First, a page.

TX: The painting “Kabukicho” was created after traveling in Japan in the summer of 2016. One night in Tokyo, I took my camera to Kabukicho, the famous red-light district. As soon as I got there, I was attracted by the futuristic scene it showed. There are hundreds of led billboards with images of hosts and hostesses filled entire blocks. I took a lot of photos there, and one of them stood out. It was a naked young girl with her back to the picture, turning her head around with a smile on her face. Her smile was so pure and innocent as if she did not belong to this place and time. I feel like I have seen her before, but couldn’t tell which part of my memory she was connected to. I used this picture as the main body, along with other pictures taken in Kabukicho to create this painting. It compresses the elements of time, space and distance in its two-dimensional picture plane.

Over the years, you have used printmaking, photography, computers, drawing and painting in your practice. What makes painting the best platform for this current series? Do you see your glitches moving into other mediums in the future?

TX: Every time before I make a new painting, I will take a picture and then process the image on the computer. Therefore, my entire making process actually contains a variety of media, and painting is the final presentation. In the future, I hope that I can try to put such forms on media such as holographic images, large scale projections, and video games.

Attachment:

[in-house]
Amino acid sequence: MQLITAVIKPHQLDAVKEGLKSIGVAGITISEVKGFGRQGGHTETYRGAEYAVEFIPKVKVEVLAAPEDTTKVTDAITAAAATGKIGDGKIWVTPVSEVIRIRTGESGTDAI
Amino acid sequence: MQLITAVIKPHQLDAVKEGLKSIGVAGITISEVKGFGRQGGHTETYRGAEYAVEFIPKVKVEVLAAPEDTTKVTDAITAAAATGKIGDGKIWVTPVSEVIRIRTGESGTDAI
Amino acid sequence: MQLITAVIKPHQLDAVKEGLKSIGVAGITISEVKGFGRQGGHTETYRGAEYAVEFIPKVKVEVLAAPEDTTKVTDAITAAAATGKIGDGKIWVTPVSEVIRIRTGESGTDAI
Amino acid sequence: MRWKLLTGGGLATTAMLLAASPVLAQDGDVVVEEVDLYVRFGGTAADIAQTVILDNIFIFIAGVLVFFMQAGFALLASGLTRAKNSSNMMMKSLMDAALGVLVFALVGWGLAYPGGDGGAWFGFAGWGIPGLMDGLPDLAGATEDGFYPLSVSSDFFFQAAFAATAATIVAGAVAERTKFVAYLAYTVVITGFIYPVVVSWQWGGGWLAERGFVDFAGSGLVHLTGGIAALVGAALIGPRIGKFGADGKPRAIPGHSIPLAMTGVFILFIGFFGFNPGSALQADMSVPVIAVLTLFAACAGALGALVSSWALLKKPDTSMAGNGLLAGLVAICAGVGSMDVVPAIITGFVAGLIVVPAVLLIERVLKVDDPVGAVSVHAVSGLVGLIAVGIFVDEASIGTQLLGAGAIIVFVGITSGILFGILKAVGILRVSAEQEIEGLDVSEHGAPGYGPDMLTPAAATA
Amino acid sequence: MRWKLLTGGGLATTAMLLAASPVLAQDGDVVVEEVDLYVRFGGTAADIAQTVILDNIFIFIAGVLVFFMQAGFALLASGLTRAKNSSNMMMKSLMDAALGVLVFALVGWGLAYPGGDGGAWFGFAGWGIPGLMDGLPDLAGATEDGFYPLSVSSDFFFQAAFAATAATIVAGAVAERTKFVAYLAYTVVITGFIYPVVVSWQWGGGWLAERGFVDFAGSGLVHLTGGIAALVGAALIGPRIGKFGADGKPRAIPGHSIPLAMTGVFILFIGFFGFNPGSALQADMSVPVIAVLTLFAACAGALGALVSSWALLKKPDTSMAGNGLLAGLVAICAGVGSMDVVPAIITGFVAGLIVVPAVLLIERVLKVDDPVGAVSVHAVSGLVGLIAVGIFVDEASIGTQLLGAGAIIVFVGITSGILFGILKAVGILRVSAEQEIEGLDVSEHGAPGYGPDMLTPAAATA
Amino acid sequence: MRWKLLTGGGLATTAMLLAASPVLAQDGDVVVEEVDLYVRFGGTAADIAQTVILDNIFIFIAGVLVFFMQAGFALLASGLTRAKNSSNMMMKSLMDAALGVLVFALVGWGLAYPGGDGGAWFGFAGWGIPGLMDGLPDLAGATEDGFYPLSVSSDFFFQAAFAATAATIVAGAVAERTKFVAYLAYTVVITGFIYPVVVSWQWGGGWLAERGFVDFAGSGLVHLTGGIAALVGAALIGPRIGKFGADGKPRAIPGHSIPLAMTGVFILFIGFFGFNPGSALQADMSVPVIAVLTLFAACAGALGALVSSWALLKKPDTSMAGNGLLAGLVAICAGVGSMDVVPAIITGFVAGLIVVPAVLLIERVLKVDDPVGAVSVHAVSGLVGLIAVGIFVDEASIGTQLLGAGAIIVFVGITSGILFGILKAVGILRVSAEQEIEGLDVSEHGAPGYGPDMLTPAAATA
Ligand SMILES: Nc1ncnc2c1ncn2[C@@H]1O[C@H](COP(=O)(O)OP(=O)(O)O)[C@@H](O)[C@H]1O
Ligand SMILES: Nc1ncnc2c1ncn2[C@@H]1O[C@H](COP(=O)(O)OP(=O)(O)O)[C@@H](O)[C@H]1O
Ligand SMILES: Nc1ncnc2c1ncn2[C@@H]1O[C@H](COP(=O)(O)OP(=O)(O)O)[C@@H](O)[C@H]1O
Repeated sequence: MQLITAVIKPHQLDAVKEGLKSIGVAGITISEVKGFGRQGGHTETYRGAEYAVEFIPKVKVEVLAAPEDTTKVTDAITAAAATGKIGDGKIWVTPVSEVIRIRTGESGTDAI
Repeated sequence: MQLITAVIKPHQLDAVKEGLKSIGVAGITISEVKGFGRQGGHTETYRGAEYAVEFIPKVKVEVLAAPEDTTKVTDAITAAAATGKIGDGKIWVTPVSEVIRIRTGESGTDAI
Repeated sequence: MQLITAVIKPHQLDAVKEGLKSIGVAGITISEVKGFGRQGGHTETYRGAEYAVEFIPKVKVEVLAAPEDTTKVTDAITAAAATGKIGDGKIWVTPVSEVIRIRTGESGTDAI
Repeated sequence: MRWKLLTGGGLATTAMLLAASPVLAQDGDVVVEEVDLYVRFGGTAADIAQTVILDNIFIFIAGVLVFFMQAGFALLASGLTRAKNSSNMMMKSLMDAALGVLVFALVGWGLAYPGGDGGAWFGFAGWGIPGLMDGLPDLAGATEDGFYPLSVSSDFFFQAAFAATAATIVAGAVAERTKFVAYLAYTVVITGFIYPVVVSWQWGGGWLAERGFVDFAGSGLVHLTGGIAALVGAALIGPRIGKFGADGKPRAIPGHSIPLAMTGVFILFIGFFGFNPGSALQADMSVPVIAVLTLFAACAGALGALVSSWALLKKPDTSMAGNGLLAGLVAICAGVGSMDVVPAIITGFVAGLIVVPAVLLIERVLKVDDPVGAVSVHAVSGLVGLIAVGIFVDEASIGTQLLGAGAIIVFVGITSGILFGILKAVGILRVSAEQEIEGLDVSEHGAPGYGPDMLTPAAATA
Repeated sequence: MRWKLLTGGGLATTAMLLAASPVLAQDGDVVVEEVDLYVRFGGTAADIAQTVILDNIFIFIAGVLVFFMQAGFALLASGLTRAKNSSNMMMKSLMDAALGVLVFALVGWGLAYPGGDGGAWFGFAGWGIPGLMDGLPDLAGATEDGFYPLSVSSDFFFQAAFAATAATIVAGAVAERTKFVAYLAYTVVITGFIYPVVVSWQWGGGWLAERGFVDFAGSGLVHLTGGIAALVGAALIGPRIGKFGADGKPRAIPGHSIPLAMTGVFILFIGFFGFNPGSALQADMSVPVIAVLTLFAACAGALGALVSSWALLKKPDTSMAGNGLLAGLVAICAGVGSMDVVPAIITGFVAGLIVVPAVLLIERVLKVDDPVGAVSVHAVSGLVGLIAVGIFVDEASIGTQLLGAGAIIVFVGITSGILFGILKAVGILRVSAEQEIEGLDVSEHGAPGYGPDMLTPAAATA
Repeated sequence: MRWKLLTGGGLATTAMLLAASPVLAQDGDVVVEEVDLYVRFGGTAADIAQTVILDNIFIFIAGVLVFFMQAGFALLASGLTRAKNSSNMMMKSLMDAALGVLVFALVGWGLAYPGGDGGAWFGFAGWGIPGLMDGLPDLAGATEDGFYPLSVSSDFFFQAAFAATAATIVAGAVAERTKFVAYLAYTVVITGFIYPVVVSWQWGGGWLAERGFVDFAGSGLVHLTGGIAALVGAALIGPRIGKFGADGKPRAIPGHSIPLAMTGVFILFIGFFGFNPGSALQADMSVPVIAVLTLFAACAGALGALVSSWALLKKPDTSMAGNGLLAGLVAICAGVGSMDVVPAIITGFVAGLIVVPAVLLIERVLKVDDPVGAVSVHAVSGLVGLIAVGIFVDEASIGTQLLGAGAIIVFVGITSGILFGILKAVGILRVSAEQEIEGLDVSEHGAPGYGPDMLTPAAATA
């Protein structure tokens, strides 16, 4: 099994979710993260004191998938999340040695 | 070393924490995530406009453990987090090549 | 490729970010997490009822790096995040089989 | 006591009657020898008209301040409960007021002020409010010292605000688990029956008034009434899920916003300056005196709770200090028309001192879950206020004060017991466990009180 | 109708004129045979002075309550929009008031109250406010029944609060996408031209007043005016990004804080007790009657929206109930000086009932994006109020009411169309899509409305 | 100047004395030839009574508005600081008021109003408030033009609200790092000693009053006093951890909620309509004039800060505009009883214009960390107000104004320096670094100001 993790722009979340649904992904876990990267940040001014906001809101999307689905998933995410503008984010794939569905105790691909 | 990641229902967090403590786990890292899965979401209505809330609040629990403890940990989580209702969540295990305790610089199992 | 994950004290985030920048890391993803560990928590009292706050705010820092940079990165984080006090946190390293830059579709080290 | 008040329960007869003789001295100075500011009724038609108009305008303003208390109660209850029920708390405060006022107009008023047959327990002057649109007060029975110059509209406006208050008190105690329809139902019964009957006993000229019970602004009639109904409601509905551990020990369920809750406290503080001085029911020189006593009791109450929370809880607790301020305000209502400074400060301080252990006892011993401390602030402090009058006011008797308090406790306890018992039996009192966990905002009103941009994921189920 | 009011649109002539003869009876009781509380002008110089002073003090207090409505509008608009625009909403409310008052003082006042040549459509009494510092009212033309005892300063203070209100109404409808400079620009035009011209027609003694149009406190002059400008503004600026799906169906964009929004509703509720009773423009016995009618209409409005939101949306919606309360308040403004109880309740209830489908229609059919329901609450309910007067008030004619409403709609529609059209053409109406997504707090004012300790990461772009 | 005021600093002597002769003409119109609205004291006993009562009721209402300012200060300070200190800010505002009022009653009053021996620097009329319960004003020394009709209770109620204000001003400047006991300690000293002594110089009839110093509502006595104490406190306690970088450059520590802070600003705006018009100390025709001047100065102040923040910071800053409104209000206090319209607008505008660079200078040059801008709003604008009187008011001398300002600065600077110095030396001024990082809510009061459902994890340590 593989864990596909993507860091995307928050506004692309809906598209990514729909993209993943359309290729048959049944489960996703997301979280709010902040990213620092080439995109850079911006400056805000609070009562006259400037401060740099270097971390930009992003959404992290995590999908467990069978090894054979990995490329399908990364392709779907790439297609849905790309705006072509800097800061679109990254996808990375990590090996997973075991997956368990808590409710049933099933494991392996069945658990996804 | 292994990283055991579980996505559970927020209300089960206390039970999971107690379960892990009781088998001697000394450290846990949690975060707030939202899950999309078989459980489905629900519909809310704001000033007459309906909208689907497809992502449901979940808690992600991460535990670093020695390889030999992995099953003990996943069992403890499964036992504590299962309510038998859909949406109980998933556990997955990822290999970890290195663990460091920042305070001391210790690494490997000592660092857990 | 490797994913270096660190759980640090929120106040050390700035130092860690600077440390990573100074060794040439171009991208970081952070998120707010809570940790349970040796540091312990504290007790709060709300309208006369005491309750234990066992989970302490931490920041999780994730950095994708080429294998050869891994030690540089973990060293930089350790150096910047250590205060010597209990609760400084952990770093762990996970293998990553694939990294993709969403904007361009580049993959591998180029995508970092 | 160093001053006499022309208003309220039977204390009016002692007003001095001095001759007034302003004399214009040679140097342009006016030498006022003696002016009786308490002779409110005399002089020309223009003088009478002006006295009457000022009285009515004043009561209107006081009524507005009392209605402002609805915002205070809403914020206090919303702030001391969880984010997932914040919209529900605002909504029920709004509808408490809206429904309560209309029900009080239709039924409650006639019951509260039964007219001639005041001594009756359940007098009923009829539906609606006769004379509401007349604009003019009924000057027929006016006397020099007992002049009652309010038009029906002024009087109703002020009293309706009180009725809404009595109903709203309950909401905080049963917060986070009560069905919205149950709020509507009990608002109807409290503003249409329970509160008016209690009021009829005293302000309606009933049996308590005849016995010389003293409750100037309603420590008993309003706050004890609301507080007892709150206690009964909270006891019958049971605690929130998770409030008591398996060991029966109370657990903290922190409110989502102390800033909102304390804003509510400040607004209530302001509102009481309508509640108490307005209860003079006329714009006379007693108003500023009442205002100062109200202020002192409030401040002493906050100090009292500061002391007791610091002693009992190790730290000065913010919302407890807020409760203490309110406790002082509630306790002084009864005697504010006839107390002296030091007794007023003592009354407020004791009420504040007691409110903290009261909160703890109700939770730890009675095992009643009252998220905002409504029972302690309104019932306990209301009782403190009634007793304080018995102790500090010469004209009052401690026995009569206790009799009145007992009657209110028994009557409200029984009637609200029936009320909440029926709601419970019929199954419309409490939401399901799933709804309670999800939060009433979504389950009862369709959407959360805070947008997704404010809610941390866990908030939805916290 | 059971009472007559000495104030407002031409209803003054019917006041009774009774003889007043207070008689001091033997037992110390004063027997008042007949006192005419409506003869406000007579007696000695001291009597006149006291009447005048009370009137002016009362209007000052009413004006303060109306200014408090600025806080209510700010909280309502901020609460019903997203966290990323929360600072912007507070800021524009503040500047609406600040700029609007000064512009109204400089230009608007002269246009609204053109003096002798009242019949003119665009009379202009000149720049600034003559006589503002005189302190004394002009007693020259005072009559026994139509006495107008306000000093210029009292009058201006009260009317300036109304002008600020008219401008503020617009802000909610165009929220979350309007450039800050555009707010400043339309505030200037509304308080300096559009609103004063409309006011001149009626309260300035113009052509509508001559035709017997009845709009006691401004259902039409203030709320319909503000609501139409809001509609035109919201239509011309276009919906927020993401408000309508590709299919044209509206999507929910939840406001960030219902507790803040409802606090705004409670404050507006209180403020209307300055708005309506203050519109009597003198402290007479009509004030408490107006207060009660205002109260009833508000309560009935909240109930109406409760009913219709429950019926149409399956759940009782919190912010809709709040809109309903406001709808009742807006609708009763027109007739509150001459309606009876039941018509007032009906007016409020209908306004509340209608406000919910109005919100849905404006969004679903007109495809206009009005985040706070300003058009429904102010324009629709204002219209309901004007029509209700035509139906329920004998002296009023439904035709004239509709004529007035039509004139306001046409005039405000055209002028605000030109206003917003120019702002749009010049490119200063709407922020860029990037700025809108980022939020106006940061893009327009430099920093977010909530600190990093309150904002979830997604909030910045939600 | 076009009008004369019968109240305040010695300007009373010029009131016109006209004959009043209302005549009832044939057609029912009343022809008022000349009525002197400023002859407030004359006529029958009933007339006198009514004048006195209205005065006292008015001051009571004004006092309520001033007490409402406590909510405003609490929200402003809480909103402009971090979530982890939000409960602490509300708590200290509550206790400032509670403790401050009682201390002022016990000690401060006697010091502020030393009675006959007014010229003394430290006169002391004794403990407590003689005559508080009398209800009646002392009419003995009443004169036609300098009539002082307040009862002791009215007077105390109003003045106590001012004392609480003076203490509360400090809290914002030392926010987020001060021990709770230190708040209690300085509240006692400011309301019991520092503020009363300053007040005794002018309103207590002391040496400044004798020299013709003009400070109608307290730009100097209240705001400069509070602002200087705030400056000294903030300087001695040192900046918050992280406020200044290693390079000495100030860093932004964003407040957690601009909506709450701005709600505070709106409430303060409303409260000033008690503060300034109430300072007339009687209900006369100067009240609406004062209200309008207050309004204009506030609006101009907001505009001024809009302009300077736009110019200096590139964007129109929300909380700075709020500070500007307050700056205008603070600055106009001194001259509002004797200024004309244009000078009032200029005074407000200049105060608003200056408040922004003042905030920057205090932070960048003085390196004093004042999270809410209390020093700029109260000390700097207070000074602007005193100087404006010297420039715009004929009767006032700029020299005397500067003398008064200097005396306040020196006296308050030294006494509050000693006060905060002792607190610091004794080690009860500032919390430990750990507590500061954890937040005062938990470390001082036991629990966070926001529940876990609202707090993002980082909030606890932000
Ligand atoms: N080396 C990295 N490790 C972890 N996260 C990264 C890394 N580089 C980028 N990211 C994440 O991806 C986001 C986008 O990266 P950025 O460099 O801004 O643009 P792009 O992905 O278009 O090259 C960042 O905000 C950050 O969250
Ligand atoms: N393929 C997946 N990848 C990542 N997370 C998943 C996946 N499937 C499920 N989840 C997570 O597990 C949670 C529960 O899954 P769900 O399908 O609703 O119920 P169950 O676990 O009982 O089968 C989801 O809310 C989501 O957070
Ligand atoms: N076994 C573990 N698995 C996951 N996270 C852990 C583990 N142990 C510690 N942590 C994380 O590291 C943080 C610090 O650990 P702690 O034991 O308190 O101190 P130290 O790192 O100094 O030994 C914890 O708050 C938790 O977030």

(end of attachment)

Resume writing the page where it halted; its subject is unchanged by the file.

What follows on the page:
After international travel sanctions have lightened between the U.S. and China, what are your plans?

TX: I was planning to go to the ChaNorth Residency this summer, but based on the current situation, I will probably postpone the time till later this year or the following year. I try to keep myself positive during the challenging time. Somewhere in my mind I believe the situation will get better next year, and international exchanges will gradually return to normal. I am currently working on a two-month artist residency project in Shenzhen.

How were you introduced to AucArt? What are some of the positive outcomes from working with a gallery platform?

TX: I submitted my works to AucArt after seeing their open call for artists for their April’s online auction, and they were selected for the exhibition. Working with this platform gives my work more exposure and opportunities. I feel a level of affirmation in my career as an artist. For young artists, the first two or three years of their careers are very difficult. However, having positive feedback and international support, such as AucArt’s, helps build confidence. 

Sarugakucho #1 Tao Xian
Sarugakucho #1
Tao Xian
Oil on cotton,
132 × 102 cm (52 × 40 in), 2017.

Sarugakucho #2 Tao Xian
Sarugakucho #2
Tao Xian
Oil on cotton,
102 × 76.5 cm (40 × 30 in), 2017.

Perfect Pink painting by Tao Xian
Perfect Pink
Tao Xian
Oil on cotton,
107 × 157.5 cm (42.1 × 62 in), 2018.

Songbird Tao Xian
Tao Xian
Oil on cotton,
132 × 112 cm (52 × 44 in), 2019.